September 10, 2010
Stronger Legal Protections for Animals in Labs
Europe's new animal experiments directive is the new global state-of-the-art
In September 2010, the European Union voted to adopt a new law for the protection of animals used for scientific purposes, which replaces its nearly 25-year-old predecessor. Humane Society International has been at the forefront of the animal welfare lobbying effort throughout political negotiations, calling for the EU to establish a world-leading Centre of Excellence in non-animal research to accelerate the development of more ethical and reliable research methods.
European Parliament event with Dr. Jane Goodall
In May 2008, HSI co-hosted an event in the European Parliament with the Dr. Hadwen Trust and world-renowned primatologist Dr. Jane Goodall. During the event, HSI and other animal protection organisations presented the Parliament with a petition signed by 150,000 EU citizens, together with the joint HSI-DHT report, Towards a European Science Without Animal Experiments.
Cyber-rally to 'Make Animal Testing History'
As the lobbying campaign on the new EU law escalated, FOUR PAWS joined forces with HSI and DHT in launching the world's first rally in cyber-space, the Make Animal Testing History Virtual March on Brussels. Signatories to our online petition were invited to design an online avatar of themselves to participate in our "cyber rally" to demonstrate the extent of public support for increased protections for animals in laboratories. Our cyber-rally garnered the support of more than 100,000 European and global citizens, including rockers Chrissie Hynde and Brian May, funny man Ricky Gervais, and actress Joanna Lumley.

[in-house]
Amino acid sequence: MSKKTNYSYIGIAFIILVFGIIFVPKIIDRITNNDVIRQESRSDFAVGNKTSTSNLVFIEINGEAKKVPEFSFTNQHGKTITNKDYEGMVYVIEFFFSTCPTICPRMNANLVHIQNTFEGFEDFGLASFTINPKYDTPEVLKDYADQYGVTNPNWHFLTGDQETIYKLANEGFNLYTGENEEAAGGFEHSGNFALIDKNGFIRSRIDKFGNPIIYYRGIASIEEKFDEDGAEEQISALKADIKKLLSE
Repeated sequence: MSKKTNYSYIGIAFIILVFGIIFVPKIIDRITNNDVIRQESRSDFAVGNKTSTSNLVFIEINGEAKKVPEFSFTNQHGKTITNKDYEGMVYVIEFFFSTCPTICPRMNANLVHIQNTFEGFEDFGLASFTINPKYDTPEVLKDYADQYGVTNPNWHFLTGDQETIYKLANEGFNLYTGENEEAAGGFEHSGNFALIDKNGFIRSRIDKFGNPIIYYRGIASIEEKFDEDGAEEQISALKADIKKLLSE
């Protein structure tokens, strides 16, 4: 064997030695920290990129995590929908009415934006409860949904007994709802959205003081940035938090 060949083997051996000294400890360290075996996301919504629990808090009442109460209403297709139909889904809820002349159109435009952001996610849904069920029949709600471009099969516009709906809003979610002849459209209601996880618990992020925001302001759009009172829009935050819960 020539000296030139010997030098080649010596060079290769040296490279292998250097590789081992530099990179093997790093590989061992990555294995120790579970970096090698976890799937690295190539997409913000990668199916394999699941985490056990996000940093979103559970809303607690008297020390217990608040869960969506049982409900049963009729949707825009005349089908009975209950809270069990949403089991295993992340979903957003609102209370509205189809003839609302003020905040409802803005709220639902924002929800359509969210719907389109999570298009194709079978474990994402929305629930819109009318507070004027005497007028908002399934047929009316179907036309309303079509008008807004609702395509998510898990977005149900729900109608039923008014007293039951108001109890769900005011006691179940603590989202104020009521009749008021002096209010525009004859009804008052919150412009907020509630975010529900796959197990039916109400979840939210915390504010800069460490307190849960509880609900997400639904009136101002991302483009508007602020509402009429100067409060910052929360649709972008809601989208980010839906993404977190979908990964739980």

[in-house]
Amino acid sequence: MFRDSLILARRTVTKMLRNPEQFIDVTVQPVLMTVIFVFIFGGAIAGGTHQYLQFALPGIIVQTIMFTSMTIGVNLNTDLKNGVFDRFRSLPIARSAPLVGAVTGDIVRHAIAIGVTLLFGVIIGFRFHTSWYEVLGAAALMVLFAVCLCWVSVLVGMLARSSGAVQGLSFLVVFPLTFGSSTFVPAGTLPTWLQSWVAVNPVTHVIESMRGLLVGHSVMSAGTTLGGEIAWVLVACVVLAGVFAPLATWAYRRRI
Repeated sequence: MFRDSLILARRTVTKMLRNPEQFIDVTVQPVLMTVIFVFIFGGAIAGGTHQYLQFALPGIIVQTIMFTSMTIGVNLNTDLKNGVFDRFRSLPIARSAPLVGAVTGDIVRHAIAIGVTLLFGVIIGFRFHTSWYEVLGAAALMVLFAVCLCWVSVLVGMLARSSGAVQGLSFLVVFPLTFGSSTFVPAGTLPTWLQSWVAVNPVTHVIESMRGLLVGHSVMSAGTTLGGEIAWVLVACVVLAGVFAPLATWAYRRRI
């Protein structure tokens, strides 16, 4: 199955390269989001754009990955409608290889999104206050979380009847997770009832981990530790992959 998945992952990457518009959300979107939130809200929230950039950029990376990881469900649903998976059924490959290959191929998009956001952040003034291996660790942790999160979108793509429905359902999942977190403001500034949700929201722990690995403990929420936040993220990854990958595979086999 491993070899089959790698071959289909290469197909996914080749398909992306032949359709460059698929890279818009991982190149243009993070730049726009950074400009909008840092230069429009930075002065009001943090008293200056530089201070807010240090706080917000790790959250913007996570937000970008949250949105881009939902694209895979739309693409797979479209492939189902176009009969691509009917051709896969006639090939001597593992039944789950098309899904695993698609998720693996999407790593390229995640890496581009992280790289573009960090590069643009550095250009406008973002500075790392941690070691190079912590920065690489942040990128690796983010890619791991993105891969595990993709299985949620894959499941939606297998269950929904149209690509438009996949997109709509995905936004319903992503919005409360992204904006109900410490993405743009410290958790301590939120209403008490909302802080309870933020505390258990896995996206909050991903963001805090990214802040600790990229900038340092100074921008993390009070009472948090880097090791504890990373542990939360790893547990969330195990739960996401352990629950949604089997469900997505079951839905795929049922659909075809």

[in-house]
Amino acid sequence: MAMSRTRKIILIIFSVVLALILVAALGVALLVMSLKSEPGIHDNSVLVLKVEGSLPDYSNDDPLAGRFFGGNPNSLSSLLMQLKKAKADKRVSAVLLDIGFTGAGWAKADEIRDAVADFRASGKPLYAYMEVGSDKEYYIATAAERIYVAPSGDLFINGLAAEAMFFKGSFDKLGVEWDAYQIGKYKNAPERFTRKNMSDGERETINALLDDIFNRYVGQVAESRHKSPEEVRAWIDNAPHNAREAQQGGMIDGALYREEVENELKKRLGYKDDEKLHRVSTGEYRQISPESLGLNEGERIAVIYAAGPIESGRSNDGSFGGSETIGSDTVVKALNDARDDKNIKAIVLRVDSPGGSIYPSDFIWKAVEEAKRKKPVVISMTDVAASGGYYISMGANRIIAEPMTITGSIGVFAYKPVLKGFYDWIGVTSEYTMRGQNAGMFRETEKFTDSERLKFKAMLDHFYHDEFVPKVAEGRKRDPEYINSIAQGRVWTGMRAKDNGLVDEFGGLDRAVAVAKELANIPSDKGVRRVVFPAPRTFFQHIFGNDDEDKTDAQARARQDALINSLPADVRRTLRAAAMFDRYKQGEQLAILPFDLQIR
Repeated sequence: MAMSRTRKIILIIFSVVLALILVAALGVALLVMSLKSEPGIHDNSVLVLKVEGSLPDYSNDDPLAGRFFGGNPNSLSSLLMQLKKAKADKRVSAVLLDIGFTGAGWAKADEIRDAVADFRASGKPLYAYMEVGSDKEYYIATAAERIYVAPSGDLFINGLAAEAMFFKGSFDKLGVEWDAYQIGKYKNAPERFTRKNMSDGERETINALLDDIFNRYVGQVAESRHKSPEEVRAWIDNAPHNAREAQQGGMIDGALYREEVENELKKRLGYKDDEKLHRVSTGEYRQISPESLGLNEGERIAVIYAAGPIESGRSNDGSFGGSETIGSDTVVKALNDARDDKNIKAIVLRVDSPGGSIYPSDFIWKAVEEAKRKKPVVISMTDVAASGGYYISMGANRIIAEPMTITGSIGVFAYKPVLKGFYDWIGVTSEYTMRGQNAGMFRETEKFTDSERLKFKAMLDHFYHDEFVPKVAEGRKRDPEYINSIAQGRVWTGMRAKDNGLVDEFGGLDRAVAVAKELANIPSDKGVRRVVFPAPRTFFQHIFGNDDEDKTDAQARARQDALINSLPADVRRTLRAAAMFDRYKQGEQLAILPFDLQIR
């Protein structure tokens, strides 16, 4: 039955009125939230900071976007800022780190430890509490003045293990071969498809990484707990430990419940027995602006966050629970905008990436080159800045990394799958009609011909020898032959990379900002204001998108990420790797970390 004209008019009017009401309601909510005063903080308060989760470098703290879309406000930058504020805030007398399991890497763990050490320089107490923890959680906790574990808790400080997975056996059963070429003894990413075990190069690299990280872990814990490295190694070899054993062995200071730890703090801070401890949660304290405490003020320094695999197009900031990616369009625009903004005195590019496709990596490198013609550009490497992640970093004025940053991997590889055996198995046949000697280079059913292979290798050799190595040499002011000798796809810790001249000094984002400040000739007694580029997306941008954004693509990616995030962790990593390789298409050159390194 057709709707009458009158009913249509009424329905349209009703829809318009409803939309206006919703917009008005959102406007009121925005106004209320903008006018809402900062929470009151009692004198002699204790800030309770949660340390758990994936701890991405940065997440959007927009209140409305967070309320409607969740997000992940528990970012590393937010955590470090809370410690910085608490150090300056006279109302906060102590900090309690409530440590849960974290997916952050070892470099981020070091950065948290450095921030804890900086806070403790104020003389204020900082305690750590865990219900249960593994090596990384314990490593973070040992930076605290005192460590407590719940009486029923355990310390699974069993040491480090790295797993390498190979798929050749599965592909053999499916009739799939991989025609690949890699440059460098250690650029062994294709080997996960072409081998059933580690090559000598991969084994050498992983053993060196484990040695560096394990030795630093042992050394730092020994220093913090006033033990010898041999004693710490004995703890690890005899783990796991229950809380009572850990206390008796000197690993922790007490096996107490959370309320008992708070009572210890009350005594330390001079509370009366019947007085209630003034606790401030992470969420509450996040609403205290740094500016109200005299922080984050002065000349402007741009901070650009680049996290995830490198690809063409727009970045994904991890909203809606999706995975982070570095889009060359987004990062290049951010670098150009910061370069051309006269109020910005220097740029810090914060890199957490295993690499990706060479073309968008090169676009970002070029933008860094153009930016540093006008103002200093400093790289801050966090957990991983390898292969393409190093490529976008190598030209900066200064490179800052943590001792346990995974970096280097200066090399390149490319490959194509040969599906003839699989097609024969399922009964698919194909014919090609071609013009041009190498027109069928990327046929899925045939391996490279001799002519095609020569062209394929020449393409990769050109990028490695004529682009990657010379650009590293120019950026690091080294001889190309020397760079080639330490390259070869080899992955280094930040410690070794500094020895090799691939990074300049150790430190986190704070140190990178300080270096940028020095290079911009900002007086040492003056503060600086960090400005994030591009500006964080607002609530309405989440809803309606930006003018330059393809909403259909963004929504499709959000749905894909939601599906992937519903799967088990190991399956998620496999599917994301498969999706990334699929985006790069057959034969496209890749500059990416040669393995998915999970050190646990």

- A ban on the use of great apes such as chimpanzees (with prohibitive limitations on opportunities to deviate from the ban; no great apes currently used in EU labs).
- Ethical and scientific review before animal experiments are authorised.
- The requirement for all breeders, suppliers and users of animals to demonstrate compliance, including through choice of equipment and animal housing, and training of personnel.
- Increased action at EU- and Member State-level to develop and promote non-animal methods in all areas including medical research and education.
- Many thousands of animals will still be permitted to endure "severe suffering," the highest severity classification in law. Examples of severe suffering in the law include toxicity testing to death; tumours causing progressive lethal disease and long-lasting pain; unstable fractures or trauma to produce multiple organ failure; inescapable electric shock or complete isolation of social animals for prolonged periods.
- Animals can still be subjected to repeated painful experiments with few limitations.
- No significant restrictions on the use of non-human primates (other than symbolic ban on great apes).
- No commitment to a targeted EU strategy to reduce and replace animal experiments over time.